The children at Mother Earth School are joyfully rising to the occasion of learning basic life skills that are currently undervalued by modern society. Their will-forces are activated in a way that our industrialized culture no longer encourages. Modern conveniences are designed to meet our needs for us, resulting in generations of people that are lacking the direct experience of a main component of what it means to be human. Capability, confidence and ingenuity all require an inner striving which is naturally enhanced through the healthy challenges presented through outdoor education.
Mother Earth School also offers adult education in the form of parent enrichment and teacher training courses. Our model can then be applied to both home life and classrooms.
The long-term vision of Mother Earth School is multi-faceted. We collaborate with other land-based projects all over the city of Portland with the goal of having early childhood programs in multiple locations. Our vision also includes serving more children with special needs, hosting broad community conversations about privilege, welcoming the public to seasonal celebrations, and acquiring land to build our cob school house, outdoor kitchen, water & compost systems and biodynamic farm with our school community.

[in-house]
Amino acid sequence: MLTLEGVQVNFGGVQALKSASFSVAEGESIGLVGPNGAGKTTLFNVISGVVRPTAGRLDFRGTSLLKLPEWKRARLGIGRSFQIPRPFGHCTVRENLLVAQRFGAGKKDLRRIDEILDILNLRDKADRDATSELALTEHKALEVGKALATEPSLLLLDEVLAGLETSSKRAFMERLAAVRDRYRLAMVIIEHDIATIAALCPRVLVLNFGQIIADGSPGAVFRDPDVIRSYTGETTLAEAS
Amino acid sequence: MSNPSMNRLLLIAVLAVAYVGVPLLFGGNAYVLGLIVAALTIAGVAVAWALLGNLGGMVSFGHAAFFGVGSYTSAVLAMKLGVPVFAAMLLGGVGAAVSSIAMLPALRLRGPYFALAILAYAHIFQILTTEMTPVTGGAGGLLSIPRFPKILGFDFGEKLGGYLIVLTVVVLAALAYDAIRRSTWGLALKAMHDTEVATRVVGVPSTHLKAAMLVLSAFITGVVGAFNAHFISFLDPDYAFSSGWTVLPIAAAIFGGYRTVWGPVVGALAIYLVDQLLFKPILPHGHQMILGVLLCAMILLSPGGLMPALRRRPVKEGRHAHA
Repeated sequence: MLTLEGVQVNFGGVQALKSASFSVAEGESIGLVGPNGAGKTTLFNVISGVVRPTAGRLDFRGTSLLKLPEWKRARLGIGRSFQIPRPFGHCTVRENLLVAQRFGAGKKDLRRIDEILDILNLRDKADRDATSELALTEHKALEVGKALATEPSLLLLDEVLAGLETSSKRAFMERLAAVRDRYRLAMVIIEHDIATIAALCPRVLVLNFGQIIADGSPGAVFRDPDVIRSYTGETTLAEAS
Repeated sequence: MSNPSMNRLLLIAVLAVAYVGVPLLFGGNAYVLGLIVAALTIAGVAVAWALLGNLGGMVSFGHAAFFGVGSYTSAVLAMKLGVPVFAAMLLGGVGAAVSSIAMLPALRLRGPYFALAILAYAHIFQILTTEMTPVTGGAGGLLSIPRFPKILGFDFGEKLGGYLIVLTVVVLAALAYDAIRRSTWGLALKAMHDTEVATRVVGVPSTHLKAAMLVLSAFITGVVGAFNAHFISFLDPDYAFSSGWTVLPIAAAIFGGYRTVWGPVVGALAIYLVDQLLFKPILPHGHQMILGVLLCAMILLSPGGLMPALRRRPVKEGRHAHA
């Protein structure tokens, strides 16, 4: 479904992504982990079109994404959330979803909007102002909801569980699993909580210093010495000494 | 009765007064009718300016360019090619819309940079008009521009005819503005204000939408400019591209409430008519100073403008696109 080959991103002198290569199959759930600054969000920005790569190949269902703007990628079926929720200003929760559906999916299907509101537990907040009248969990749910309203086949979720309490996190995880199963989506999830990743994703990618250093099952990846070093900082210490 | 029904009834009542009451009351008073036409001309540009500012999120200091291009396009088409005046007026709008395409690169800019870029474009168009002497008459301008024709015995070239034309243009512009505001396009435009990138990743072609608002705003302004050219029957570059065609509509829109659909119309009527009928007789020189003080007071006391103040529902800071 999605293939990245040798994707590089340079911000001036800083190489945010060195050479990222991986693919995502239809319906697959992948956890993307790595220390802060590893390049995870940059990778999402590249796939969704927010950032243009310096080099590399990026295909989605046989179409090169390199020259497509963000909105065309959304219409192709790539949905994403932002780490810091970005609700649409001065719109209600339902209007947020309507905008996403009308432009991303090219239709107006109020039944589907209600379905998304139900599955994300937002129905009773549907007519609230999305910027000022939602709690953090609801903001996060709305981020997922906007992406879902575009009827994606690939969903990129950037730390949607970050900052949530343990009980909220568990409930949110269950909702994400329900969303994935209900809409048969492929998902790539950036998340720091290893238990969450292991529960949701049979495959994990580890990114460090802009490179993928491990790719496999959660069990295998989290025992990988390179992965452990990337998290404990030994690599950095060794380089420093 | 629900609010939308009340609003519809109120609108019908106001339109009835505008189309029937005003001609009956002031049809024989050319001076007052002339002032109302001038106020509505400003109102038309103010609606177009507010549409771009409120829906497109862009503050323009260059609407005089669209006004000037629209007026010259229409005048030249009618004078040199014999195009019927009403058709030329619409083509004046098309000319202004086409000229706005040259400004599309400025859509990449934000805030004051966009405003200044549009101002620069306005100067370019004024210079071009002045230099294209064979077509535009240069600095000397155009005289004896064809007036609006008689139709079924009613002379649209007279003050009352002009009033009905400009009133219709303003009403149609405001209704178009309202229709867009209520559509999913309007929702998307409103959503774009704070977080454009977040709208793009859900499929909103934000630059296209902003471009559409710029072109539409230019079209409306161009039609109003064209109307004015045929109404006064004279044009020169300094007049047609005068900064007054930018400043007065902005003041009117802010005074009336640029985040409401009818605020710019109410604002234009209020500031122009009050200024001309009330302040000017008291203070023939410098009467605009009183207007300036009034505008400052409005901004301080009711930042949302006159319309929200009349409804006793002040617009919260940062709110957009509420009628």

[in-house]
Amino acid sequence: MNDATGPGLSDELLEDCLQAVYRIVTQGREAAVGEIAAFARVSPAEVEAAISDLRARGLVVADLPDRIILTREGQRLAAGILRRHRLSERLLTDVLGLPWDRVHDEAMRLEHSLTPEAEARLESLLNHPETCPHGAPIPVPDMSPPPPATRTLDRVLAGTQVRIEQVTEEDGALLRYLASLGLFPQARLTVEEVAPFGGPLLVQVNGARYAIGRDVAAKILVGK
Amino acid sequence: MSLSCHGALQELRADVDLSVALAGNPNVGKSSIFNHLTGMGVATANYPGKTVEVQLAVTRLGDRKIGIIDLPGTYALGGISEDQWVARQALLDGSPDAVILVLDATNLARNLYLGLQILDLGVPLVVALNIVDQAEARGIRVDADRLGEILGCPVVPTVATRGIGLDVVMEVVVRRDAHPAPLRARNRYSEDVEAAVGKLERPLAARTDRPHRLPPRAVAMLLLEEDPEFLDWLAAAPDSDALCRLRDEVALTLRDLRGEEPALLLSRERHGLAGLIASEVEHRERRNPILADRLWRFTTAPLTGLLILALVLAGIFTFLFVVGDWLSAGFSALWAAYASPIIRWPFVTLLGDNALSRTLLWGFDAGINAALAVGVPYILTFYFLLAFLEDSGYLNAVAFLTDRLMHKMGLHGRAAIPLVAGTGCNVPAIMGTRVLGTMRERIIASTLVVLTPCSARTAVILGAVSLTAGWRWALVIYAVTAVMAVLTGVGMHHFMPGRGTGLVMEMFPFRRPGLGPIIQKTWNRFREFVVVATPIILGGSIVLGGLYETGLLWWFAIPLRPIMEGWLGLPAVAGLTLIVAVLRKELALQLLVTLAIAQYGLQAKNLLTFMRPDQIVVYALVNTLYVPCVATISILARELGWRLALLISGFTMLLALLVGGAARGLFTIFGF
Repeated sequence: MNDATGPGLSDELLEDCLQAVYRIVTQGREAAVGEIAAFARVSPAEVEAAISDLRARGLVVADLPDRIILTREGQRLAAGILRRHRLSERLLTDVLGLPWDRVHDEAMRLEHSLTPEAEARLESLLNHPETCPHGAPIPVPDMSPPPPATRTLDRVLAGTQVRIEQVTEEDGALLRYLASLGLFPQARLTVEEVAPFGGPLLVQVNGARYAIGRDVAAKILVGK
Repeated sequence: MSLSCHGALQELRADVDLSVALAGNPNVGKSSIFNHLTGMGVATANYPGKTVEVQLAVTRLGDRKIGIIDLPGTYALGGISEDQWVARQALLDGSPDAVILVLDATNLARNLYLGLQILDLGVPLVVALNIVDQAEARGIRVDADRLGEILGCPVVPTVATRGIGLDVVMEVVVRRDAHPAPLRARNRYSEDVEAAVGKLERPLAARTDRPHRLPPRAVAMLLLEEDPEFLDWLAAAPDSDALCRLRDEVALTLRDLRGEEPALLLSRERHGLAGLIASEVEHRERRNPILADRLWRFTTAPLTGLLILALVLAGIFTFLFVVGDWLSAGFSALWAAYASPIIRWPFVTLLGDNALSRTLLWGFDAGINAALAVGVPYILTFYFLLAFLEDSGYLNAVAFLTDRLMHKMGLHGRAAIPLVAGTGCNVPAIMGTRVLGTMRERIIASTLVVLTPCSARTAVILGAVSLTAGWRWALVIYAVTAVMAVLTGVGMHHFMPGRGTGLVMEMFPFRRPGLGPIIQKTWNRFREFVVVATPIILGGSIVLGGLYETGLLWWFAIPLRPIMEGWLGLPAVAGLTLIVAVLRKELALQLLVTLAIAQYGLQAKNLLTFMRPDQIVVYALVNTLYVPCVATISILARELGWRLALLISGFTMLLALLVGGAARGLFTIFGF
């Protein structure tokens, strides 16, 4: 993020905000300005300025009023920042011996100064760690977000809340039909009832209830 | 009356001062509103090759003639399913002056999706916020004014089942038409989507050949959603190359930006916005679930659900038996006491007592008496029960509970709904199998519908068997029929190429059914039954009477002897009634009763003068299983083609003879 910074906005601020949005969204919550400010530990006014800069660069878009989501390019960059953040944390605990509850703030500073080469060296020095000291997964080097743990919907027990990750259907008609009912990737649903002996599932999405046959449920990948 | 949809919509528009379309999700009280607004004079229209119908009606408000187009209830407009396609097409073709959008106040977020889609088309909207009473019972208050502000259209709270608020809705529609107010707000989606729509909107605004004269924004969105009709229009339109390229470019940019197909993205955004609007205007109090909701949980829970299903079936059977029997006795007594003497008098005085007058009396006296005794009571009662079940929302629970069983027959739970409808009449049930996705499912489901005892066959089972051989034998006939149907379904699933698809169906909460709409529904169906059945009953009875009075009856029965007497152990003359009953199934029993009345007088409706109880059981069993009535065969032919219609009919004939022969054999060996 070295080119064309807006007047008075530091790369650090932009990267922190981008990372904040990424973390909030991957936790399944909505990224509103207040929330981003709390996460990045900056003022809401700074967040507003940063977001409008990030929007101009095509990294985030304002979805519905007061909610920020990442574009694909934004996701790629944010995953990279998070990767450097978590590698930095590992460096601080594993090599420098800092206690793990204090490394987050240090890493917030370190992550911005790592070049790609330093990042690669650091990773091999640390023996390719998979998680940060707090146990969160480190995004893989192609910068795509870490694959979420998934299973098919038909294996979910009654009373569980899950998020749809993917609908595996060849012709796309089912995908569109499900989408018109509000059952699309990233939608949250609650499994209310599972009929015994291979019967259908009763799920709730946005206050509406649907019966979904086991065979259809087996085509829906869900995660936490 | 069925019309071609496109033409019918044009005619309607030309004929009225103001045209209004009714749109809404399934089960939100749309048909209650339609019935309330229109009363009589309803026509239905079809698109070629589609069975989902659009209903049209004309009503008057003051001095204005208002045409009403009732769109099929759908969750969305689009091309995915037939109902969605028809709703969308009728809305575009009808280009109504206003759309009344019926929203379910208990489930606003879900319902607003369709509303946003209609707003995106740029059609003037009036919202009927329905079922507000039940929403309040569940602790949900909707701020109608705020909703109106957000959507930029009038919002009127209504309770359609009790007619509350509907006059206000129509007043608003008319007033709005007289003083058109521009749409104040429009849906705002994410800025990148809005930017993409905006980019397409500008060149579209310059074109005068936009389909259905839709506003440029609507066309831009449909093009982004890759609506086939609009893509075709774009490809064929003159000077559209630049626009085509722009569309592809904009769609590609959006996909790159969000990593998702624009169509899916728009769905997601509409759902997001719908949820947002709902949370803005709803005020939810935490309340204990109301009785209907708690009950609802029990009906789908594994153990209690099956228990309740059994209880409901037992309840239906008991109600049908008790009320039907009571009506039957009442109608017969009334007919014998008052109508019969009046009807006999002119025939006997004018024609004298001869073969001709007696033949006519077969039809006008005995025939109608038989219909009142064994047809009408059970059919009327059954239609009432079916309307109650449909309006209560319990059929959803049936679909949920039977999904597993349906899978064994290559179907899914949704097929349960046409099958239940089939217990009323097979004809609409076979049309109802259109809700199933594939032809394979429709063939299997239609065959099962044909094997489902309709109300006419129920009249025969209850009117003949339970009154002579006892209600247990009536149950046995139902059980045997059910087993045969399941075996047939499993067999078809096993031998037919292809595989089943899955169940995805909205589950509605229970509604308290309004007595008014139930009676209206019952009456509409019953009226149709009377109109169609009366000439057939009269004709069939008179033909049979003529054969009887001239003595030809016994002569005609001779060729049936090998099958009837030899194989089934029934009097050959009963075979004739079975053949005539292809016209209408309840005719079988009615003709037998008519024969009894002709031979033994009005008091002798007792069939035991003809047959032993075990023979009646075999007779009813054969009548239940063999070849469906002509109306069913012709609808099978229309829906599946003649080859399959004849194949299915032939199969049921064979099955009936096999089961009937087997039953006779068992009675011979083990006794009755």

Farm-based pedagogy is inherently rhythmical. Daily, weekly and yearly rhythms guide our curriculum. The beauty of outdoor immersion education is that 'nature as a teacher' offers lessons in a non-linear and asymmetrical format which has huge, positive implications for physical and emotional brain development.